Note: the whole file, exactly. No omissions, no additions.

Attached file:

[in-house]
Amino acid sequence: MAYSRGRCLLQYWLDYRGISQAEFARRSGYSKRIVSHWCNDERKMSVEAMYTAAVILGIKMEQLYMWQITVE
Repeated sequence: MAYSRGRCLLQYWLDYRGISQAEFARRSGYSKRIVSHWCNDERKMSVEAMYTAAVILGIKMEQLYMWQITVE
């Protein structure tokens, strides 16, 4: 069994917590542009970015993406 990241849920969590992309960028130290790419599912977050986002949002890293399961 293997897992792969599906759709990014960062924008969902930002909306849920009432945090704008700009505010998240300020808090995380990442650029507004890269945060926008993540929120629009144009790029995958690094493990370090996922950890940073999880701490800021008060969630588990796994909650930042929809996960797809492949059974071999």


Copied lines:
[in-house]
Amino acid sequence: MAYSRGRCLLQYWLDYRGISQAEFARRSGYSKRIVSHWCNDERKMSVEAMYTAAVILGIKMEQLYMWQITVE
Repeated sequence: MAYSRGRCLLQYWLDYRGISQAEFARRSGYSKRIVSHWCNDERKMSVEAMYTAAVILGIKMEQLYMWQITVE
């Protein structure tokens, strides 16, 4: 069994917590542009970015993406 990241849920969590992309960028130290790419599912977050986002949002890293399961 293997897992792969599906759709990014960062924008969902930002909306849920009432945090704008700009505010998240300020808090995380990442650029507004890269945060926008993540929120629009144009790029995958690094493990370090996922950890940073999880701490800021008060969630588990796994909650930042929809996960797809492949059974071999």